SENATE BILL REPORT
This analysis was prepared by non-partisan legislative staff for the use of legislative members in their deliberations. This analysis is not a part of the legislation nor does it constitute a statement of legislative intent.
As Reported by Senate Committee On:
Ways & Means, March 1, 2010
Title: An act relating to local excise tax provisions for counties and cities.
Brief Description: Concerning local excise tax provisions for counties and cities.
Sponsors: House Committee on Finance (originally sponsored by Representatives Springer and Ericks).
Brief History: Passed House: 2/16/10, 51-47.
Committee Activity: Ways & Means: 2/27/10, 3/01/10 [DPA, DNP, w/oRec].
SENATE COMMITTEE ON WAYS & MEANS
Majority Report: Do pass as amended.
Signed by Senators Prentice, Chair; Fraser, Vice Chair, Capital Budget Chair; Tom, Vice Chair, Operating Budget; Fairley, Keiser, Kline, Kohl-Welles, McDermott, Murray, Oemig, Pridemore, Regala and Rockefeller.
Minority Report: Do not pass.
Signed by Senators Zarelli, Ranking Minority Member; Carrell, Hewitt, Honeyford and Schoesler.
Minority Report: That it be referred without recommendation.
Signed by Senators Brandland and Parlette.
Staff: Dianne Criswell (786-7433)
Background: A county public safety sales and use tax was authorized in 2003. Subject to voter approval, counties may impose a tax up to 0.3 percent. At least one-third of the tax receipts must be devoted to criminal justice purposes, fire protection purposes, or both. A levying county retains 60 percent of the receipts and the remaining 40 percent is distributed to cities within the county on a per capita basis. The use of tax receipts must be stated in the ballot proposition that goes before the voters. Until calendar 2010, tax receipts could not supplant (replace) existing funds being used for the purpose of the sales and use tax as provided in the ballot proposition. In 2009 the Legislature amended this non-supplant restriction, allowing counties to partially supplant existing funds until January 1, 2015.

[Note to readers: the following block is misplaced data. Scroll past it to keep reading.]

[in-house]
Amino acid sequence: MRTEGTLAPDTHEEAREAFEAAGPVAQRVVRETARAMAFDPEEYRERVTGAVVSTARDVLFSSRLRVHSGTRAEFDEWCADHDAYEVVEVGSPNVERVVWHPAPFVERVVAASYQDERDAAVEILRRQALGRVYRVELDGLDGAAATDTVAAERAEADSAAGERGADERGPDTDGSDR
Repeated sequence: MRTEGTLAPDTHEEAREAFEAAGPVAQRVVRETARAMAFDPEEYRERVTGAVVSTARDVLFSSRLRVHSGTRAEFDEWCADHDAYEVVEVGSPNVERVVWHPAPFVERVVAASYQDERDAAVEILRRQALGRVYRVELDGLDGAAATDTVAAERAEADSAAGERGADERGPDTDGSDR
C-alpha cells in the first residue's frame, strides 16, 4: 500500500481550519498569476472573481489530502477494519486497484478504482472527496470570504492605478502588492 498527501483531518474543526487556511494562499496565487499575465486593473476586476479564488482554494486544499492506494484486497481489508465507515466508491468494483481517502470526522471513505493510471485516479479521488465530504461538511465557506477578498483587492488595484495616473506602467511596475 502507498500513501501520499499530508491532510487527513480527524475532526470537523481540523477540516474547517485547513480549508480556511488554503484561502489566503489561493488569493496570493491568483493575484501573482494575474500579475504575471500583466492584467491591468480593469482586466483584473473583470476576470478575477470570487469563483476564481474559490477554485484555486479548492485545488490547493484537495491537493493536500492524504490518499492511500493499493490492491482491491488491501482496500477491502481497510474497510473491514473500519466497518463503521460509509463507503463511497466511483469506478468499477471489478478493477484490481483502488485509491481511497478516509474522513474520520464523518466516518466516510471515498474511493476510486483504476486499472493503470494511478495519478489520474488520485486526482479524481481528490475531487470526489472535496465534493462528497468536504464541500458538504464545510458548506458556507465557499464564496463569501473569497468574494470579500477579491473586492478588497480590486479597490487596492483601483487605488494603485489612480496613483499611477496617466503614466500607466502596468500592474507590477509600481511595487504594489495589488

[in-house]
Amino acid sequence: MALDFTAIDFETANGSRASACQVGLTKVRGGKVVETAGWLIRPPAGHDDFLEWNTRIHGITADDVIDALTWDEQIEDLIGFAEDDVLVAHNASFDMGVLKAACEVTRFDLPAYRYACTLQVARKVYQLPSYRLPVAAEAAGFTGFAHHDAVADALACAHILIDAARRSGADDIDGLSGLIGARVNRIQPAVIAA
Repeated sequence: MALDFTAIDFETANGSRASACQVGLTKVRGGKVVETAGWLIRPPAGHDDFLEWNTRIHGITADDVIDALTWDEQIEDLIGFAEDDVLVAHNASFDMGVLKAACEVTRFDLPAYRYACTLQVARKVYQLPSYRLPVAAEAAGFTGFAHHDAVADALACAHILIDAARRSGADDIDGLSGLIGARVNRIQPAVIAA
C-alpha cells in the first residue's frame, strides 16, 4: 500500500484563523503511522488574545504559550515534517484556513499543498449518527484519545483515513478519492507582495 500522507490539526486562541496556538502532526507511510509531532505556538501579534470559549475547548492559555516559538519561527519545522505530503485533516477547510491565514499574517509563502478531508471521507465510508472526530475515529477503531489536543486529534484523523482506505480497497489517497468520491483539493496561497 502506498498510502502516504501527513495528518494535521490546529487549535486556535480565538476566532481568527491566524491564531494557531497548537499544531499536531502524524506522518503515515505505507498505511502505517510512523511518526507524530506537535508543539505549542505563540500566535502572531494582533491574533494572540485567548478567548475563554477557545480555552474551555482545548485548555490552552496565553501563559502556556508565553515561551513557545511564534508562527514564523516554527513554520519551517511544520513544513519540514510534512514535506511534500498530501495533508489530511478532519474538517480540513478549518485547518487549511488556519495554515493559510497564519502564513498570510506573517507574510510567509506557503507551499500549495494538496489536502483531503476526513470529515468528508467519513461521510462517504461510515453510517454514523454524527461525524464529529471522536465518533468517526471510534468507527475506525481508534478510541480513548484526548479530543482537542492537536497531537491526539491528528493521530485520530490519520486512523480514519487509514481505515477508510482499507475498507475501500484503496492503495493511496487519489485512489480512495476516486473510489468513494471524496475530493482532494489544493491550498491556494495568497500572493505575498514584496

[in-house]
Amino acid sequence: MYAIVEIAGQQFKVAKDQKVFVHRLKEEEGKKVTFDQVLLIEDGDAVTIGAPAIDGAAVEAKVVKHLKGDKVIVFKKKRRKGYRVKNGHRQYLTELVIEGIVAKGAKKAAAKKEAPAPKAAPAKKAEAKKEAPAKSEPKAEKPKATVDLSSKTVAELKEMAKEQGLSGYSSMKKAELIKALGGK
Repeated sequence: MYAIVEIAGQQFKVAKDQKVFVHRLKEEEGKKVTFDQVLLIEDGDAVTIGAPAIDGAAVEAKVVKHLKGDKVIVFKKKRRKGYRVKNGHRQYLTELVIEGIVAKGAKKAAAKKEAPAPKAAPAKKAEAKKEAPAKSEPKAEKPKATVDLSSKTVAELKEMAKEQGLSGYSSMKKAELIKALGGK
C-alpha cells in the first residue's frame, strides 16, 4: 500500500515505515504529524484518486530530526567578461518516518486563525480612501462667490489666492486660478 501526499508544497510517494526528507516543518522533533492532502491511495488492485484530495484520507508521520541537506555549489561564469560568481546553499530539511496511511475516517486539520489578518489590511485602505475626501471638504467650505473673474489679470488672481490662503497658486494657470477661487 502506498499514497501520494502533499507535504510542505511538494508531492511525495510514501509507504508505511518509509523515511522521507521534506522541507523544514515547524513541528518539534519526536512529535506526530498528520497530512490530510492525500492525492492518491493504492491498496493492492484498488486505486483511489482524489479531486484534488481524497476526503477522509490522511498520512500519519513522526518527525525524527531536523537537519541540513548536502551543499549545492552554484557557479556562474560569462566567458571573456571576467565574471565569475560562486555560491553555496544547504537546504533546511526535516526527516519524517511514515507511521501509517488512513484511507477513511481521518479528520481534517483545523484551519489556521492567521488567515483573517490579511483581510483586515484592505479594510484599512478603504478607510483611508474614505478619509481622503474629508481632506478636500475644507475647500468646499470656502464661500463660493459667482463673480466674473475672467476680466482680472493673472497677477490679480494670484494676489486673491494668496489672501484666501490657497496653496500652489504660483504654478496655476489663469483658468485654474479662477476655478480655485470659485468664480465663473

A county mental health/chemical dependency sales and use tax of 0.1 percent was authorized in 2005. The proceeds of the tax must be devoted to county mental health treatment, chemical dependency, and therapeutic court programs and services. Until calendar 2010 tax receipts could not supplant (replace) existing funds being used for these programs and services. In 2009 the Legislature amended this non-supplant restriction, allowing counties to partially supplant existing funds until January 1, 2015. The sales and use tax has been imposed in 13 counties: Clallam, Clark, Island, Jefferson, King, Okanogan, San Juan, Skagit, Snohomish, Spokane, Thurston, Wahkiakum, and Whatcom.
Counties may impose a local sales and use tax of 0.1 percent for criminal justice programs. This tax may be levied only by counties; however, the receipts are shared with cities: 10 percent goes to the county and the remaining 90 percent is apportioned to the county and all cities within the county on the basis of population. The initial imposition of the tax is subject to potential referendum by the voters. Currently 32 counties are levying the tax.
Washington imposes a separate and distinct use tax on the use of natural gas or manufactured gas. This tax is referred to as the brokered natural gas (BNG) use tax. Cities may impose a local version of the BNG use tax. The purpose of BNG use taxes is to eliminate differential tax treatment for natural gas purchased from gas companies, which is subject to state and local utility taxes, and gas purchased directly from producers by large, commercial users, which is not subject to utility taxes. The BNG use tax rates are identical to state and local utility tax rates.
Counties, cities, and towns are authorized to impose a tax on gambling activities. Tax rates vary depending upon the type of activity. State law requires any jurisdiction imposing a gambling tax to use the revenue primarily for local gambling enforcement programs.